OPS Chief Peter Sloly didn’t like the story so he filed a defamation lawsuit against Ottawa Life Magazine (OLM) complaining that the article is defamatory and was part of a malicious, “bizarre campaign” to ruin his reputation. This, despite the fact that OLM has been writing about police misconduct for well over a decade.

Ottawa Life Magazine stands by the article and is moving forward to have it thrown out in court as a Strategic Lawsuit Against Public Participation (or SLAPP suit), which is an intimidation lawsuit intended to censor, intimidate, and silence critics by burdening them with the cost of a legal defense until they abandon their criticism or opposition. The magazine and Carleton University Professor Davies are seeking damages against Sloly, an apology and all legal costs.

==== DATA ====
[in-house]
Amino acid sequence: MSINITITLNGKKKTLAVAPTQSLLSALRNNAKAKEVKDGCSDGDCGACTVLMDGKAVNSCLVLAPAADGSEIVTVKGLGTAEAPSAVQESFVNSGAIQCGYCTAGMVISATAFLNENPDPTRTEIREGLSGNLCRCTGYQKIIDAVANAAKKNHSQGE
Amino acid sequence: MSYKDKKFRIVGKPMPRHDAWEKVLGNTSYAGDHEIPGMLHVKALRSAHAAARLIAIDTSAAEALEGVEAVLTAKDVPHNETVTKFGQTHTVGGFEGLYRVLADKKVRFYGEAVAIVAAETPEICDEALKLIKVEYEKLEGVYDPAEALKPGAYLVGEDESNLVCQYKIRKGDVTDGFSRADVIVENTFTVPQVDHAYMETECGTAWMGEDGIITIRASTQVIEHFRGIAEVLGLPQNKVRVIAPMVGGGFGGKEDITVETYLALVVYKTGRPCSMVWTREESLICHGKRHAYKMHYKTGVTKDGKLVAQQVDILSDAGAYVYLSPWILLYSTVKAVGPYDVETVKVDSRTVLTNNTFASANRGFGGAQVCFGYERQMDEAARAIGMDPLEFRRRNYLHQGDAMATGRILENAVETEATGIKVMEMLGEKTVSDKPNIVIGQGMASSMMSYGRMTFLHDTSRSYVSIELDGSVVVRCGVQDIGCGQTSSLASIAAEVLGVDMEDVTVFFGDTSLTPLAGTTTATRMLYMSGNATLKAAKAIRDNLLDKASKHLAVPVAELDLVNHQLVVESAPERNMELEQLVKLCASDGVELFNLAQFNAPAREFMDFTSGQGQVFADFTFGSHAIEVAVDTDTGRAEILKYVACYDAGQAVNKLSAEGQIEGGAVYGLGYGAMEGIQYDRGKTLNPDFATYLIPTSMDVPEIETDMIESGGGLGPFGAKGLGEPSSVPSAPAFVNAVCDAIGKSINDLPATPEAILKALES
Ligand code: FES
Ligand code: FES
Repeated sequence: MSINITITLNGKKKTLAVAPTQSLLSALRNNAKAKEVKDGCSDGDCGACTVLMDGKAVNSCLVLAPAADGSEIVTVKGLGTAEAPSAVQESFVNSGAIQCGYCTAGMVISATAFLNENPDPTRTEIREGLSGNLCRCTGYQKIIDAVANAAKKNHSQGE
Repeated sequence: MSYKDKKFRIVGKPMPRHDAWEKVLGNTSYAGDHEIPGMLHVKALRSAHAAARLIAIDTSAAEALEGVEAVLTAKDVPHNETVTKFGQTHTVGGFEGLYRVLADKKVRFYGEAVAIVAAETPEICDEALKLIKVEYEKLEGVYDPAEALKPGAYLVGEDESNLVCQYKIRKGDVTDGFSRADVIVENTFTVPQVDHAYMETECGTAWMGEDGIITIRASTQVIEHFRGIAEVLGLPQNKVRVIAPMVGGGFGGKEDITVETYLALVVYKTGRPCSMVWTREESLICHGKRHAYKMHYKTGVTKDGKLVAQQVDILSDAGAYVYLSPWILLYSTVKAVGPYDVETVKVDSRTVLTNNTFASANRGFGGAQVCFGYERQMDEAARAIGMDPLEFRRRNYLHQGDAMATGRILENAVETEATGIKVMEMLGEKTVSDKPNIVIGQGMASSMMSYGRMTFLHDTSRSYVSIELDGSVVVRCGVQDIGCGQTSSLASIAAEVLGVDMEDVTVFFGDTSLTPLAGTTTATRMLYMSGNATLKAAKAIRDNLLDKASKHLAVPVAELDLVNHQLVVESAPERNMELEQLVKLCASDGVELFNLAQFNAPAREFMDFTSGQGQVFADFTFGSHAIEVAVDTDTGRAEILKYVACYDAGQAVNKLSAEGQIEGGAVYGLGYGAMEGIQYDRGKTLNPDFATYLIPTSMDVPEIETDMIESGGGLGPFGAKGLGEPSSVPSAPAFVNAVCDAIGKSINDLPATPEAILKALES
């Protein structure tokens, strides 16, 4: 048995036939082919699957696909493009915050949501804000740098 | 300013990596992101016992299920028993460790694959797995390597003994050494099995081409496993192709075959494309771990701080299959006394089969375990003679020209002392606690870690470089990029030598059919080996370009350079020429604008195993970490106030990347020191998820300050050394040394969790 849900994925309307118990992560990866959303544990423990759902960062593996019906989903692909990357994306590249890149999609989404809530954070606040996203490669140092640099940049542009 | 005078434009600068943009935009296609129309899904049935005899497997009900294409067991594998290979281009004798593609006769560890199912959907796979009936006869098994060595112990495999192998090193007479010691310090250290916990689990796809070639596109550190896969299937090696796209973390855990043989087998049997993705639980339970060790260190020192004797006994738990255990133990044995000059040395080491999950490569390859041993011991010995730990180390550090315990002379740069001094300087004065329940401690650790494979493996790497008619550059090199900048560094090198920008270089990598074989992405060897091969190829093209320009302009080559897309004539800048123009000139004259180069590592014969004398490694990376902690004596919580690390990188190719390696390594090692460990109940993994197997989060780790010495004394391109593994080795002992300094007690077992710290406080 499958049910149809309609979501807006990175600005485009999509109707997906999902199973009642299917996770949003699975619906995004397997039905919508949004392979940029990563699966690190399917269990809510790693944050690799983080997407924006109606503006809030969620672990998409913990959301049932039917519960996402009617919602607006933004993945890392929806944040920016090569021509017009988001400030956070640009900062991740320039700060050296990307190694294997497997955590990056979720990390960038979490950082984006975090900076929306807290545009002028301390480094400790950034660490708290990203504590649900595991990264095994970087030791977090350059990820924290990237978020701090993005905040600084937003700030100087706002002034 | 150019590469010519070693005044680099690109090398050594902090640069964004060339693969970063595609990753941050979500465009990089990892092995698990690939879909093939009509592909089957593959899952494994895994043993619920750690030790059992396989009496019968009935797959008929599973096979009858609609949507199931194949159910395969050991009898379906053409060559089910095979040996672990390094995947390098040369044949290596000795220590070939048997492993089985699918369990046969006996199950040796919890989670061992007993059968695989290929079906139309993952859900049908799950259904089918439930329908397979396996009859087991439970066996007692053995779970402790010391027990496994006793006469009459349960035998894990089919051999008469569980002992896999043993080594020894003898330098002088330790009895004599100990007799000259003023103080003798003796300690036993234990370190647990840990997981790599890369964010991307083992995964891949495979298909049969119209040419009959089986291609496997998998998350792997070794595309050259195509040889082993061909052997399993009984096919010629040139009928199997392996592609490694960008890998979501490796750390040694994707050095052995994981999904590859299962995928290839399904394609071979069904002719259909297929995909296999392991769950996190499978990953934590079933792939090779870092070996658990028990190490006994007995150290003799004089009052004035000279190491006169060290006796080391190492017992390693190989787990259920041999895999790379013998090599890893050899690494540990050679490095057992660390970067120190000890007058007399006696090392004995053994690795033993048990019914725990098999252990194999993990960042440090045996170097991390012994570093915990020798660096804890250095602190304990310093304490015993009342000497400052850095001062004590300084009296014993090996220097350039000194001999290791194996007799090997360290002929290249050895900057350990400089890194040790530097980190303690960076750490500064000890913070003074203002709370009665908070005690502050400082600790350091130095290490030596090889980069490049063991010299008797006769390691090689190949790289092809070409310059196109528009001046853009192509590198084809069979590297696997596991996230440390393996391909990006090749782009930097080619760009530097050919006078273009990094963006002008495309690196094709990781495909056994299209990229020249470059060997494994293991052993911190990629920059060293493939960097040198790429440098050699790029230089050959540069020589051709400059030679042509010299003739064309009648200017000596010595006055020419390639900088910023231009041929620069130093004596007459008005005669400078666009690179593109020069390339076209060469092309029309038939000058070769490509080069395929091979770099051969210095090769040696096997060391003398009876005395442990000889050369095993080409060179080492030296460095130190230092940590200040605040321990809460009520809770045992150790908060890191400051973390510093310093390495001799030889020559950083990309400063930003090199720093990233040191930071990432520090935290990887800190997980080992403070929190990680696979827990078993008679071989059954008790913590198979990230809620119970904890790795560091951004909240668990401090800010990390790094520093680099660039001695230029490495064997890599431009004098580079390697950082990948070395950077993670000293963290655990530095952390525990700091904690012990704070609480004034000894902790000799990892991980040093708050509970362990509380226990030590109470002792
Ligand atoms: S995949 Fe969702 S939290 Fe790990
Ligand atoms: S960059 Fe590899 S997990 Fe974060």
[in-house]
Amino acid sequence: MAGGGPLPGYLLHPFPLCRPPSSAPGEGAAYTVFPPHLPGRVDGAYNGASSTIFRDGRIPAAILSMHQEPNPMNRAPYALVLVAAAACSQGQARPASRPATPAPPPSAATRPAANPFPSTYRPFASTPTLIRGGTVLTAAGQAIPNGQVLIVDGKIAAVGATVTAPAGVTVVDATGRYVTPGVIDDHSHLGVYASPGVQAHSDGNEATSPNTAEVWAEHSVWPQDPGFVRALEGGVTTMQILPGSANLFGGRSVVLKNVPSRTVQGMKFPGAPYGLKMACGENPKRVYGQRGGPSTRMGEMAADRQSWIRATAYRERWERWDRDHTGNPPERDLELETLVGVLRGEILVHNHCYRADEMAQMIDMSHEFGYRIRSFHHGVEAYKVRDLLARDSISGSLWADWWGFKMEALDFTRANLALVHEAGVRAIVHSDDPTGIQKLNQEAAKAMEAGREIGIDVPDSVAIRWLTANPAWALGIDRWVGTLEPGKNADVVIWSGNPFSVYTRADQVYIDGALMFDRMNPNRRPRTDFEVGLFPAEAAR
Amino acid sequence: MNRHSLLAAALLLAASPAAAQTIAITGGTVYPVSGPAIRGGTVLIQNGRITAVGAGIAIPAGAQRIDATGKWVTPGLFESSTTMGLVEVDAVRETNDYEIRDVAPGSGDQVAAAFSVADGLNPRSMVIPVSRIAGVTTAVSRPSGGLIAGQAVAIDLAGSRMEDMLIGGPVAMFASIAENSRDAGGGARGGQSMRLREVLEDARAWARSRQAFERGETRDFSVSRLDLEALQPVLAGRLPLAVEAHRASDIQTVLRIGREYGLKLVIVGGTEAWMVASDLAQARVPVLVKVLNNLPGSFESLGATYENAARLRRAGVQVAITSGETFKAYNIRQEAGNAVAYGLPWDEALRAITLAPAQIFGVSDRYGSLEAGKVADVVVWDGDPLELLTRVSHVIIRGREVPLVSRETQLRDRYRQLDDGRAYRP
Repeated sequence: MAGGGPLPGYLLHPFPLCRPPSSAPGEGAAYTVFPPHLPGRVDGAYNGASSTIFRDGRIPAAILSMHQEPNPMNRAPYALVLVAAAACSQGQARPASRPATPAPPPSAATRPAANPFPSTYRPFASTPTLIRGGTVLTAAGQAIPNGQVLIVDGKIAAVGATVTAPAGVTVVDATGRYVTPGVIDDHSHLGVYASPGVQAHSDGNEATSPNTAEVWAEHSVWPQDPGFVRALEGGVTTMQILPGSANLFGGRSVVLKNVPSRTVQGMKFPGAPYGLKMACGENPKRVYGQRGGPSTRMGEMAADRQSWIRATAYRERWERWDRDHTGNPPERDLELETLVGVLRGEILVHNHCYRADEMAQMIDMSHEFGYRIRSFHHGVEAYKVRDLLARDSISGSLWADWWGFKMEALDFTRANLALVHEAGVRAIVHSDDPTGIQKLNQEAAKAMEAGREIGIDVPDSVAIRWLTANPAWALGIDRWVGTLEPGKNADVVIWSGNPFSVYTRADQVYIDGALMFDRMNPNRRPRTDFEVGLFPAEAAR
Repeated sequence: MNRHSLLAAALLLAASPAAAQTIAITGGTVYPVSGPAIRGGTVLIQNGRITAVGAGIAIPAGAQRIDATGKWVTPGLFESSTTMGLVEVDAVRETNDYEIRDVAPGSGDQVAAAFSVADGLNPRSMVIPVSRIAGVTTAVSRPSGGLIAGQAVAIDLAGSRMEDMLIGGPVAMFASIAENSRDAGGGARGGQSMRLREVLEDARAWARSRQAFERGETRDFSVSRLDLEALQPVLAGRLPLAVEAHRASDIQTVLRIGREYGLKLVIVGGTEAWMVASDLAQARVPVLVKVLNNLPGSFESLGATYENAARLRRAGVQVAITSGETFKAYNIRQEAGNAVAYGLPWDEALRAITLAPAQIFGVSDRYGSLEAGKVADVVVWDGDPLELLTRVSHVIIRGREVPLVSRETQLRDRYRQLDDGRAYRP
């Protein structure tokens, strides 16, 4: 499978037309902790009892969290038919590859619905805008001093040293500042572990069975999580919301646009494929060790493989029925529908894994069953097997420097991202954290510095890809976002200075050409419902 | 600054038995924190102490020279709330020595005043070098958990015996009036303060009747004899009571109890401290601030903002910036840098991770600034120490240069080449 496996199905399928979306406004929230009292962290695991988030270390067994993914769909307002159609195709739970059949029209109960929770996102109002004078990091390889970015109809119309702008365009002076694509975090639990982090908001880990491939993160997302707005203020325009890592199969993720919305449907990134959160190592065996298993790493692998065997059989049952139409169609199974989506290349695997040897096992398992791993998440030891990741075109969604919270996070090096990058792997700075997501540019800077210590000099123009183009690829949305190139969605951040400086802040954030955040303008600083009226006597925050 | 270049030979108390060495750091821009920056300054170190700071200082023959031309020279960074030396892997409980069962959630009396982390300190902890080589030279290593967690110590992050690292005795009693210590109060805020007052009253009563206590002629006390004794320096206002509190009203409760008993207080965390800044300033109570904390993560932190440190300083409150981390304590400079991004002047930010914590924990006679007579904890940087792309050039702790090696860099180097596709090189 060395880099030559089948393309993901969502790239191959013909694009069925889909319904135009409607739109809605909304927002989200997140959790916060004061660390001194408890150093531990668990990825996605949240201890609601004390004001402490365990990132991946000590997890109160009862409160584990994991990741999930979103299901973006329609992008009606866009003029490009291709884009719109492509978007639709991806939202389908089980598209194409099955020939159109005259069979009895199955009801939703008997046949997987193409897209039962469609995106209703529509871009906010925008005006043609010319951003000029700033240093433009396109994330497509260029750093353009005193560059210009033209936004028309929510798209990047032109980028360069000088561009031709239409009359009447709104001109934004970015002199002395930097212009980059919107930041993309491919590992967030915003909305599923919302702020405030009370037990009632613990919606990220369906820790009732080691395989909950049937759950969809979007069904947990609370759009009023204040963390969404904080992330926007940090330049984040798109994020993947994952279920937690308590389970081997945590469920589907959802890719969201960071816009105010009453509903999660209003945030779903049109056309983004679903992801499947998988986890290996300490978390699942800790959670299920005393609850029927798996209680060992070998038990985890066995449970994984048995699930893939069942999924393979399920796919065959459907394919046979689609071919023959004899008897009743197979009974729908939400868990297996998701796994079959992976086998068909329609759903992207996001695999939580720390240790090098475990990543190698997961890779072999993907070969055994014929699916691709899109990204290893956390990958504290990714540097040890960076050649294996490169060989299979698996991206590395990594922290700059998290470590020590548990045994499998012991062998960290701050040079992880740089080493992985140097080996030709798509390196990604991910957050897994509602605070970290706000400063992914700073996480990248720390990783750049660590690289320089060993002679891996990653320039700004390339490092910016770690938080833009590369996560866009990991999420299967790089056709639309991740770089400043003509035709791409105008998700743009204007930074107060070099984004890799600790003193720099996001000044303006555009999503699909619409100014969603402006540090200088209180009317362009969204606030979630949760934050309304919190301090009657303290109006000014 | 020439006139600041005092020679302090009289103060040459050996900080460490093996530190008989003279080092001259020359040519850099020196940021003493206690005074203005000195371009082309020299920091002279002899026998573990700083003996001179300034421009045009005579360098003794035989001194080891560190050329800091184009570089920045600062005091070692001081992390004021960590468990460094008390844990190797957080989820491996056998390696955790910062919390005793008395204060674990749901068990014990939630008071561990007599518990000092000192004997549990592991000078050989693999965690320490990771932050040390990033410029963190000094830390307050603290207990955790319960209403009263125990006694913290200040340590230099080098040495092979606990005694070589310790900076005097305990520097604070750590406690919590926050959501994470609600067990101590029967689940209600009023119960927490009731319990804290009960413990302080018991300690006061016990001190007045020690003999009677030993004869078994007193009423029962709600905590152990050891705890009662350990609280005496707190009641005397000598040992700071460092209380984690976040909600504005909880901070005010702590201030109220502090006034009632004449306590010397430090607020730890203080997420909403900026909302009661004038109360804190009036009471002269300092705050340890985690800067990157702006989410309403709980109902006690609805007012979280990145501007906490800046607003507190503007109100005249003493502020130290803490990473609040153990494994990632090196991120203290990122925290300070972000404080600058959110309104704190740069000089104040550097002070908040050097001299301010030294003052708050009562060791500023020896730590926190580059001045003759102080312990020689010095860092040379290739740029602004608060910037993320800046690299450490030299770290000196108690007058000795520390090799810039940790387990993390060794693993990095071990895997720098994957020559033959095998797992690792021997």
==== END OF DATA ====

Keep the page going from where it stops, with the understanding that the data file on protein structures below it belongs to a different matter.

In a bizarre twist, Sloly filed the suit as a private citizen because he allegedly couldn’t get support from the OPSB or the mayor to proceed with the lawsuit as OPS Chief.

Given the events of the past week, it seems pretty outrageous that Peter Sloly thinks an article in Ottawa Life Magazine is ruining his reputation. He needs only take a look in the mirror to see who is doing that.

Photos: Chief Sloly via Ottawa City Council. Background images by Jean-Marc Carisse